Volcano Watch: Unveiling Earth’s magnetic secrets
by US Geological Survey Hawaiian Volcano Observatory scientists and affiliates
When we think about the Earth’s magnetic field, we often associate it with compasses and navigation. However, did you know that our planet’s magnetic field has a rich history of change, including switching of polarity, that spans millions of years?
This captivating field of study, known as paleomagnetism, allows us to delve into the Earth’s magnetic past and understand how our planet has evolved over time. In this Volcano Watch, we will explore the concept of paleomagnetism, its components, its significance in geology, and the noteworthy contributions of USGS scientist Duane Champion in volcanology. This article is dedicated to Duane, a good friend and valuable colleague who passed away earlier this year.
The Earth’s magnetic field is generated by the motion of molten iron in its outer core. This field not only provides us with our compass directions but also leaves a permanent record in rocks as they solidify or settle.
Paleomagnetism is the study of the Earth’s ancient magnetic field, preserved in rocks, minerals, and sediments. It is based on the principle that certain magnetic minerals within these materials record the direction and strength of the Earth’s magnetic field at the time of their formation. By analyzing these preserved records, scientists can reconstruct the movements of tectonic plates, study the Earth’s magnetic field reversal events, gain insights into past climates, and in our case reconstruct the geologic histories of volcanoes.
Paleomagnetism involves several key components that aid in deciphering the Earth’s magnetic history. One of these components is magnetic polarity, which refers to the direction of the Earth’s magnetic field at a particular location and time. The Earth’s magnetic field periodically flips, with the north and south magnetic poles exchanging places. By analyzing the magnetization of rocks, scientists can determine the polarity of the Earth’s magnetic field at the time the rocks formed.
Another crucial component is magnetic inclination, which measures the angle between the magnetic field lines and the Earth’s surface. This inclination provides information about the latitude of the rock’s formation. By comparing the inclination of rocks from different locations and ages, scientists can reconstruct the movement of continents over time.
Secular variation refers to gradual changes in the Earth’s magnetic field over durations shorter than those between polarity flips. These variations can be observed in the orientation and intensity of the magnetic field. By examining rocks of different ages, scientists can determine the past characteristics of the Earth’s magnetic field. This information helps in understanding plate tectonics, and in Hawaiʻi, it helps to understand past periods of eruptive activity.
Paleomagnetism also aids in dating rocks and archaeological artifacts. By comparing the magnetic signature in rocks to known changes in the Earth’s magnetic field and/or dated lava flows, scientists can estimate their ages. This technique, known as paleomagnetic dating, complements other dating methods and contributes to the development of accurate geological timescales.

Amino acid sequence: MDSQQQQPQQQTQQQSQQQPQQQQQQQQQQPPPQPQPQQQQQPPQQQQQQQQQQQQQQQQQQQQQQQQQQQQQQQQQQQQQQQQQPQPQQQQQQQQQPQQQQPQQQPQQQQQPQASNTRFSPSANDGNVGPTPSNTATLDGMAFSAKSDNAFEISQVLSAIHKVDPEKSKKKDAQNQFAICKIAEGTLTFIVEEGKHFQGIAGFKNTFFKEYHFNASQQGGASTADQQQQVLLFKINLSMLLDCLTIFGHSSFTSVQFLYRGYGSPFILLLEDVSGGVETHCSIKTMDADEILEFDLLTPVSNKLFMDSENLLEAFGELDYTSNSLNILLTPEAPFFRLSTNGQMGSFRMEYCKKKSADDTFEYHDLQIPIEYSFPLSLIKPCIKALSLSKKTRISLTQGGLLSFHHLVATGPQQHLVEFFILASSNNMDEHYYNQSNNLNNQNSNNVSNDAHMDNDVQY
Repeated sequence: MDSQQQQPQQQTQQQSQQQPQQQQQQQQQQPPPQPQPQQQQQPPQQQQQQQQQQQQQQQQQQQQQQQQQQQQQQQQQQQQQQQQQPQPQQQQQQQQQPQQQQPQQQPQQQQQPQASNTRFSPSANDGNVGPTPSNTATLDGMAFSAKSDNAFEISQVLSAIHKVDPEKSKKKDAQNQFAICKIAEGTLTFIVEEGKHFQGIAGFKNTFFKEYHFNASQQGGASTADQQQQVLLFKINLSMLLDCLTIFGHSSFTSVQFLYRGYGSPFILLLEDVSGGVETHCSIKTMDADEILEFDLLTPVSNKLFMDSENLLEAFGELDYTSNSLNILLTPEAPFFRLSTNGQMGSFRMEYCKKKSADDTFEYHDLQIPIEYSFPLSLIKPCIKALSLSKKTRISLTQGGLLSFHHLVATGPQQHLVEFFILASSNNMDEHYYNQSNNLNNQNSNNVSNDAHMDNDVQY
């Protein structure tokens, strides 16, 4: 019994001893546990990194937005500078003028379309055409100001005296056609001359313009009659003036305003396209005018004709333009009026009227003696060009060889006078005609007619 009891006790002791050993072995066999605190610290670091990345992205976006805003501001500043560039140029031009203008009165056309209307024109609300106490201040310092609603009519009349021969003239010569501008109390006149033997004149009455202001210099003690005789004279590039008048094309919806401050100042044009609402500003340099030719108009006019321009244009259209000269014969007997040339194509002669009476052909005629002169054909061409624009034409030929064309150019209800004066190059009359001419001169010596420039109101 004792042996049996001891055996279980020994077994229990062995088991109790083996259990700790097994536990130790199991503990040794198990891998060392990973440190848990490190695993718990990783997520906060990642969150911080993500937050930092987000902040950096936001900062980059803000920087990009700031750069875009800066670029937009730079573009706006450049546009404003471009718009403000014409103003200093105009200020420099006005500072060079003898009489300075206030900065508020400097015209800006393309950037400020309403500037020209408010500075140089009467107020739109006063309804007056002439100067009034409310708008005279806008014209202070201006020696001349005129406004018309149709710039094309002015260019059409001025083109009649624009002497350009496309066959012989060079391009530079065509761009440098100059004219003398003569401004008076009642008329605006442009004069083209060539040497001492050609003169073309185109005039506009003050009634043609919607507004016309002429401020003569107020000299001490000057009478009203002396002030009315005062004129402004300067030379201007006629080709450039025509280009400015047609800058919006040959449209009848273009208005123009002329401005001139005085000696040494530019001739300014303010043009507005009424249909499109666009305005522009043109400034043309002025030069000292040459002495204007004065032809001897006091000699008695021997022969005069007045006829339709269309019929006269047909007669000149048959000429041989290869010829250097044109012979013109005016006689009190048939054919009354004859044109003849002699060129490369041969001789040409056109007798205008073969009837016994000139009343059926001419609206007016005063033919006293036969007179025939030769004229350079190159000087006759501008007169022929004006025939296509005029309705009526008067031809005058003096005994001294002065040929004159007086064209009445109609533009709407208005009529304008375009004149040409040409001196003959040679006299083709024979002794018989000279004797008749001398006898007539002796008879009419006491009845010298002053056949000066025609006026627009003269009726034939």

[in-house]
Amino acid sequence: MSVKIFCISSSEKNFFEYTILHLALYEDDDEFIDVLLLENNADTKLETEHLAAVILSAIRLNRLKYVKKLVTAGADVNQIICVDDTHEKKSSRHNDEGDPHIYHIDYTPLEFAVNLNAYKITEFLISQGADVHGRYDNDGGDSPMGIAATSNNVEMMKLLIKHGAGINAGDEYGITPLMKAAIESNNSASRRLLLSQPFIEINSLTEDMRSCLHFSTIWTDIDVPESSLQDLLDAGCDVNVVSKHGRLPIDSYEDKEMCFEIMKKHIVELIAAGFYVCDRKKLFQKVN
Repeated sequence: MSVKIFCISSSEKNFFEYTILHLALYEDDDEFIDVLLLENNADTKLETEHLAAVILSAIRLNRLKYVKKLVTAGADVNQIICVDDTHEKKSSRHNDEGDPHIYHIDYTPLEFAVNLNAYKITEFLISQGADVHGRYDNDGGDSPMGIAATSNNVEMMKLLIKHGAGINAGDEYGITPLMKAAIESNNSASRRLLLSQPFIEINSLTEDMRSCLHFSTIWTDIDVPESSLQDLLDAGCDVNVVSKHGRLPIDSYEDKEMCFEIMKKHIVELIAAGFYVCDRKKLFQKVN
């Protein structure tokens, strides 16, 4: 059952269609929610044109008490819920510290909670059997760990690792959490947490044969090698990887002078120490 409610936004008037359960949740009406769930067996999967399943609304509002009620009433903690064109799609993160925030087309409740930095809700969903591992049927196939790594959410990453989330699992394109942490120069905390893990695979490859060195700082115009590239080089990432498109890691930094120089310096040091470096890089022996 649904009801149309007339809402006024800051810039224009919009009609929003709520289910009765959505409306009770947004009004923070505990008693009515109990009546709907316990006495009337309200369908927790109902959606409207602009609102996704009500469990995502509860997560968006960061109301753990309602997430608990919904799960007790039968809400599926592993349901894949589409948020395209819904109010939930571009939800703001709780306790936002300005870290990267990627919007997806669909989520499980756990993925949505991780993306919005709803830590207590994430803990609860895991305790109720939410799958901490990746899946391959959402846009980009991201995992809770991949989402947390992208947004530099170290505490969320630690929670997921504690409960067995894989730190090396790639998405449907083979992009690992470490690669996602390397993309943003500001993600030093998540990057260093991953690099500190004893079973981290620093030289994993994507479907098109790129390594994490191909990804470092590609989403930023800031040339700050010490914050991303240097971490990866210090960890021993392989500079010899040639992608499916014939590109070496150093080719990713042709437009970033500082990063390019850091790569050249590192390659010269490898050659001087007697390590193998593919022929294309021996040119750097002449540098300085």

In geologic terrains, specifically in Hawaiʻi, reliably correlating older lava flows is a major challenge on volcanoes that consist entirely of compositionally similar basalt. Criteria for correlation include physical appearance, flow morphology, paleomagnetic pole directions, chemistry, and assorted evidence on the lava flow age. Magnetic minerals that crystallize from molten magma record the Earth’s magnetic field direction at the time of their cooling. Accordingly, paleomagnetic measurements are indispensable for making correlations among flows over large distances.
In the field of paleomagnetism, Duane Champion made notable contributions that have advanced our understanding of volcanism in the western United States. Champion’s studies also contributed to refining paleomagnetic dating techniques, enabling more accurate dating of eruptive activity. In Hawaiʻi, Duane’s work with paleomagnetism allowed us to unlock some of Pele’s secrets by studying the magnetic properties preserved in lava flows. Working closely with geologists, he greatly improved our ability to reconstruct past geological events. His high standards of sample collection and lab processing are admired internationally. A long-time colleague of Volcano Science Center geologists, Duane leaves a legacy that will live long into the future.
Volcano Activity Updates
Kīlauea is erupting. Its USGS Volcano Alert level is WATCH.
Eruptive activity is currently confined to Halemaʻumaʻu crater within Kīlauea’s summit caldera. One eruptive vent is active at this time, effusing into a lava lake in the far southwestern portion of the crater. Following the eruption onset on June 7, summit tilt was initially deflationary, but the past several days have seen no substantial tilt changes. Summit seismic activity has been dominated by eruptive tremor. Volcanic gas emissions in the eruption area are elevated; a sulfur dioxide (SO2) emission rate of approximately 5,300 tonnes per day was measured on June 14.
Mauna Loa is not erupting. Its USGS Volcano Alert Level is at NORMAL.
Webcams show no signs of activity on Mauna Loa. Seismicity remains low. Summit ground deformation rates show inflation above background levels, but this is not uncommon following eruptions. SO2 emission rates are at background levels.
There were no earthquakes with 3 or more felt reports in the Hawaiian Islands during the past week.
Volcano Watch is a weekly article and activity update written by US Geological Survey Hawaiian Volcano Observatory scientists and affiliates. Email questions to [email protected].